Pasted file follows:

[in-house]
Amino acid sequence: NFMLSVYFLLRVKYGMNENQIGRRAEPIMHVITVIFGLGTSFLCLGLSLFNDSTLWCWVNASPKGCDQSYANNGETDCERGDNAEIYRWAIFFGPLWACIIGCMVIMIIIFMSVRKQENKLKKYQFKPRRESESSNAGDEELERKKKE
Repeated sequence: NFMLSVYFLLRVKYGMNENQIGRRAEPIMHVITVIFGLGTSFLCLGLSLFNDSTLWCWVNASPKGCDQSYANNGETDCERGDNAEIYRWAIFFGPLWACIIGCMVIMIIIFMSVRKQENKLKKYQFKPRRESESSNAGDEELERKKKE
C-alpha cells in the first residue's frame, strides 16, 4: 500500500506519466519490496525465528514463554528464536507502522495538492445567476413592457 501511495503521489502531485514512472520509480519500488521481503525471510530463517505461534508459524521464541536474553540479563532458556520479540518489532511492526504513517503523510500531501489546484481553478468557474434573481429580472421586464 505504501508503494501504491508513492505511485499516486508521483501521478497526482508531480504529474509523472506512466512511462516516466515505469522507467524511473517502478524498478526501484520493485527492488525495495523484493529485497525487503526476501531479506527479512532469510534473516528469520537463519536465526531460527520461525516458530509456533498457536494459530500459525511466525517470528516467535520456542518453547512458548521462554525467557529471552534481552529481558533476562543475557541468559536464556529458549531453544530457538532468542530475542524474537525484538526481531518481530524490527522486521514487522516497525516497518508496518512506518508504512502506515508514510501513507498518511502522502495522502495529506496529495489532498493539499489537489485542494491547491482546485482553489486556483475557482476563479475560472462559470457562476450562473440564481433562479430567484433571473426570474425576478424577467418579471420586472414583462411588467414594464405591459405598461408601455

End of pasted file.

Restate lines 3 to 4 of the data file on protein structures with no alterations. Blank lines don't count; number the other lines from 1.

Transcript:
Repeated sequence: NFMLSVYFLLRVKYGMNENQIGRRAEPIMHVITVIFGLGTSFLCLGLSLFNDSTLWCWVNASPKGCDQSYANNGETDCERGDNAEIYRWAIFFGPLWACIIGCMVIMIIIFMSVRKQENKLKKYQFKPRRESESSNAGDEELERKKKE
C-alpha cells in the first residue's frame, strides 16, 4: 500500500506519466519490496525465528514463554528464536507502522495538492445567476413592457 501511495503521489502531485514512472520509480519500488521481503525471510530463517505461534508459524521464541536474553540479563532458556520479540518489532511492526504513517503523510500531501489546484481553478468557474434573481429580472421586464 505504501508503494501504491508513492505511485499516486508521483501521478497526482508531480504529474509523472506512466512511462516516466515505469522507467524511473517502478524498478526501484520493485527492488525495495523484493529485497525487503526476501531479506527479512532469510534473516528469520537463519536465526531460527520461525516458530509456533498457536494459530500459525511466525517470528516467535520456542518453547512458548521462554525467557529471552534481552529481558533476562543475557541468559536464556529458549531453544530457538532468542530475542524474537525484538526481531518481530524490527522486521514487522516497525516497518508496518512506518508504512502506515508514510501513507498518511502522502495522502495529506496529495489532498493539499489537489485542494491547491482546485482553489486556483475557482476563479475560472462559470457562476450562473440564481433562479430567484433571473426570474425576478424577467418579471420586472414583462411588467414594464405591459405598461408601455